Compare the truths outlined here: “…for many businesses, sticking with what they have is the cheapest choice and best ROI” with Rands’ comments on tool cruft.
Of course, engineers aren’t businesses. But they operate under some of the same constraints–deadlines, limited money, etc. Despite what Rands says, there’s a balance to be struck between the new and the old. Of course, most folks, including myself, tend to lean towards the old and the known because it feels safer. But the known is (often) safer. Dion talks about it here and likewise doesn’t come to any conclusions.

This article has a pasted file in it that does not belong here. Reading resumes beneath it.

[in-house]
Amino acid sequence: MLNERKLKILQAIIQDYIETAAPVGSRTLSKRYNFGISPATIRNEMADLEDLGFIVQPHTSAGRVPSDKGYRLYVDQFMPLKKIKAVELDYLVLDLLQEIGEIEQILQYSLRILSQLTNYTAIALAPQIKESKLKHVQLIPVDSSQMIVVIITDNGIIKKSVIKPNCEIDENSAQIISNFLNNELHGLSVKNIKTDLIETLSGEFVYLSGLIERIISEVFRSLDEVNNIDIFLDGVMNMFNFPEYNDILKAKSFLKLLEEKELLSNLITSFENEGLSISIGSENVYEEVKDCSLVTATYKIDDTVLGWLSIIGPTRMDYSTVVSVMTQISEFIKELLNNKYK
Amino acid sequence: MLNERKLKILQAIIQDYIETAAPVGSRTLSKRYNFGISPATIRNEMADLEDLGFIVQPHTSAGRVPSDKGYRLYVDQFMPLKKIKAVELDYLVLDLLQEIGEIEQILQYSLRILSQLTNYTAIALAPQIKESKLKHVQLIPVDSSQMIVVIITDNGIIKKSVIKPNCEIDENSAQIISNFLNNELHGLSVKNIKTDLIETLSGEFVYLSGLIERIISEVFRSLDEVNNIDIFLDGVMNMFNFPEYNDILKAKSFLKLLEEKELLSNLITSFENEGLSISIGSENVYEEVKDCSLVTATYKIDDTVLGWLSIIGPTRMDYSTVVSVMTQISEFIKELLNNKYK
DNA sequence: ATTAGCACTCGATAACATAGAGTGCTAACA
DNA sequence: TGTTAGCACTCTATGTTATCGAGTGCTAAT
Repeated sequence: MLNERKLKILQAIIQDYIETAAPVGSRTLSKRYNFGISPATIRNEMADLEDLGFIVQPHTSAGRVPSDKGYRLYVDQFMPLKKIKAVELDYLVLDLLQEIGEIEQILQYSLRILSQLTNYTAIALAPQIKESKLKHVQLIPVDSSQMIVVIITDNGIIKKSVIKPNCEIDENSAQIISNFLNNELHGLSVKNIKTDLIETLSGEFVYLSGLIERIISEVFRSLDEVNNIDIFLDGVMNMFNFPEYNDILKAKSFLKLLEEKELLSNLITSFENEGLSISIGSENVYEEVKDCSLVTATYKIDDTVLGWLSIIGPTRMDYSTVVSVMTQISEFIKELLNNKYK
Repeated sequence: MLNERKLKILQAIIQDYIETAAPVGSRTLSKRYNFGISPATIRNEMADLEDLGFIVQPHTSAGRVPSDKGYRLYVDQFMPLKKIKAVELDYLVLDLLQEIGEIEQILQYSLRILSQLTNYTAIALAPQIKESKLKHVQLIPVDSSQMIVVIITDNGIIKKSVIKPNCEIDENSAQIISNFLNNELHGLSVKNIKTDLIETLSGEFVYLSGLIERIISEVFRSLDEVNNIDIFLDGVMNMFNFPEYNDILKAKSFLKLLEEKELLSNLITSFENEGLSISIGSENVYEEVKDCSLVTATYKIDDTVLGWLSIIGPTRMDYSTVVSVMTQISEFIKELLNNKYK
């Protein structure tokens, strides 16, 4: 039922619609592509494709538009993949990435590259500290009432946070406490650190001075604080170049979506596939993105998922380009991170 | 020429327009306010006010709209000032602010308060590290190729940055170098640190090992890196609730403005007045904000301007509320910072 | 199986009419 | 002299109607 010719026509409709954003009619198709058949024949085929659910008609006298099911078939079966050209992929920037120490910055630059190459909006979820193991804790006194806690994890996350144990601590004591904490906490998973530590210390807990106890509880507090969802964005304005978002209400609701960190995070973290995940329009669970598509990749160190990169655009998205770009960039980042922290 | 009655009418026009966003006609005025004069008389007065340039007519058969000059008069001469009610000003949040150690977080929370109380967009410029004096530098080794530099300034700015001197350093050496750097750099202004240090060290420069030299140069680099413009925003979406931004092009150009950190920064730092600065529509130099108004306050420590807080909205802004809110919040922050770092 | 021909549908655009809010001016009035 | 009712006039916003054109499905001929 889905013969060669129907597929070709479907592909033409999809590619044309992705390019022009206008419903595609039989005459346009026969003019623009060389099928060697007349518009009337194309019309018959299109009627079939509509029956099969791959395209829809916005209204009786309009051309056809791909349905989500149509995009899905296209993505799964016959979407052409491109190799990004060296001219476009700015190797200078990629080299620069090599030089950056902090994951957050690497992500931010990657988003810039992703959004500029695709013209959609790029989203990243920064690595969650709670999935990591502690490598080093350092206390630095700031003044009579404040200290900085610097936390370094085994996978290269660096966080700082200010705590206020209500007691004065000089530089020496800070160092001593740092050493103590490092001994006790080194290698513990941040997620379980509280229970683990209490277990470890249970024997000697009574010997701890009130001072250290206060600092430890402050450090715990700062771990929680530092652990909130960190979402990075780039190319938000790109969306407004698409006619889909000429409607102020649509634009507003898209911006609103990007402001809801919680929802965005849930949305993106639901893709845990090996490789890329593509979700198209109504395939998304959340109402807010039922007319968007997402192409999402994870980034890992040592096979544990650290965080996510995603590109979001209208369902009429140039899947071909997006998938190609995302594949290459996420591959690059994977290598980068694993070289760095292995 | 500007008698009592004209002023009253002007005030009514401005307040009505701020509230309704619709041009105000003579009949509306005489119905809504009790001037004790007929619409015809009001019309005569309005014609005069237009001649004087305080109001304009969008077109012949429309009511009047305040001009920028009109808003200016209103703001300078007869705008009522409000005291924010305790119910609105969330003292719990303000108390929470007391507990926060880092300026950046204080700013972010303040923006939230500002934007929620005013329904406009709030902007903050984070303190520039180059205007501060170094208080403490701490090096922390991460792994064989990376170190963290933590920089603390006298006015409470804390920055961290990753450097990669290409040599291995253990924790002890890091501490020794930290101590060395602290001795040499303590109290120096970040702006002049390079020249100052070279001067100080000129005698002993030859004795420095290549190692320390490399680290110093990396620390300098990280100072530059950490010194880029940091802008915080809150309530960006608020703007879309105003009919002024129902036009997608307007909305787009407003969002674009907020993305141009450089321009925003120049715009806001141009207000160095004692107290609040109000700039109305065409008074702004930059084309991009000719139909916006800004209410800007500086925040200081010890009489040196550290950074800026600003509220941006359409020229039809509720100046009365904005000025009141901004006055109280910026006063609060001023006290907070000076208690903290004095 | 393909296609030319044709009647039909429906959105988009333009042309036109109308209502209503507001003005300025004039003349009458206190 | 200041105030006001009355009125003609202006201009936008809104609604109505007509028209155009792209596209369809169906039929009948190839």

I don’t want to sound like an old fogey, but I’ve been burned before in the past by short deadlines, new technologies and inexperienced users (of which I was one). I’m looking at Spring, having heard it praised to the sky, and want to use it on my next project. (Spring, incidentally, reminds me of a supercharged version of ATG’s Nucleus; what’s old is new again.) New tech is great, but not because it’s new. And old tech is safe, but not because it’s old. Each of these is appropriate when it’s the right tool for the job, but it’s hard to divorce that choice from my kneed jerk reactions and emotions–that’s what methods like ROI and research are designed to do.